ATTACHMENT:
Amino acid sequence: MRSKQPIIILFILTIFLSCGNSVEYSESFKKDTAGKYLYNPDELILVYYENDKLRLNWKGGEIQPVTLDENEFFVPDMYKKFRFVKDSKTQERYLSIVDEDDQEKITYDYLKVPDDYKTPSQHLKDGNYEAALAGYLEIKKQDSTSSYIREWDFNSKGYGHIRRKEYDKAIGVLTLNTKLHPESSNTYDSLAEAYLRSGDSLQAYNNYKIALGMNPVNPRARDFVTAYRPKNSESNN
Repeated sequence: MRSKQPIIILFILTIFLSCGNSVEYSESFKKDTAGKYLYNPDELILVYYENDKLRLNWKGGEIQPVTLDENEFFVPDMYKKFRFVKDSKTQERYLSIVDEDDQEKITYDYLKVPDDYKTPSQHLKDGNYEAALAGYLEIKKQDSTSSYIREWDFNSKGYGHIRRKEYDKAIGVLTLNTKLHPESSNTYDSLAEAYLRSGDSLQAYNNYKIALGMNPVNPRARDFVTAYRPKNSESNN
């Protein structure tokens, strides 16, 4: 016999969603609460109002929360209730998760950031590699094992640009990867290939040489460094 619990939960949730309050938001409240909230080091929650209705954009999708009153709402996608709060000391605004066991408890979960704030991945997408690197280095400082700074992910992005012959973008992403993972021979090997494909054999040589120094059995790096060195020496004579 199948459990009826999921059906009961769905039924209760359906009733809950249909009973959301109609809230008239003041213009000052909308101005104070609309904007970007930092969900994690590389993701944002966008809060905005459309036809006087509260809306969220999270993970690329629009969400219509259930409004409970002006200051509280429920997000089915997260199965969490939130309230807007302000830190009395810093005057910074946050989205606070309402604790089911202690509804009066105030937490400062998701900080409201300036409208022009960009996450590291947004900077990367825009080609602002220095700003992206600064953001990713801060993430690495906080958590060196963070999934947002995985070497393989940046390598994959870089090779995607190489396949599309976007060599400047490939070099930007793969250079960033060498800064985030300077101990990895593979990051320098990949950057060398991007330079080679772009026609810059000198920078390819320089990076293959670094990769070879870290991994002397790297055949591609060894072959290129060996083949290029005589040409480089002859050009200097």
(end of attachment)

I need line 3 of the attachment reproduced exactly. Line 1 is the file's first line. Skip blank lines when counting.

């Protein structure tokens, strides 16, 4: 016999969603609460109002929360209730998760950031590699094992640009990867290939040489460094 619990939960949730309050938001409240909230080091929650209705954009999708009153709402996608709060000391605004066991408890979960704030991945997408690197280095400082700074992910992005012959973008992403993972021979090997494909054999040589120094059995790096060195020496004579 199948459990009826999921059906009961769905039924209760359906009733809950249909009973959301109609809230008239003041213009000052909308101005104070609309904007970007930092969900994690590389993701944002966008809060905005459309036809006087509260809306969220999270993970690329629009969400219509259930409004409970002006200051509280429920997000089915997260199965969490939130309230807007302000830190009395810093005057910074946050989205606070309402604790089911202690509804009066105030937490400062998701900080409201300036409208022009960009996450590291947004900077990367825009080609602002220095700003992206600064953001990713801060993430690495906080958590060196963070999934947002995985070497393989940046390598994959870089090779995607190489396949599309976007060599400047490939070099930007793969250079960033060498800064985030300077101990990895593979990051320098990949950057060398991007330079080679772009026609810059000198920078390819320089990076293959670094990769070879870290991994002397790297055949591609060894072959290129060996083949290029005589040409480089002859050009200097």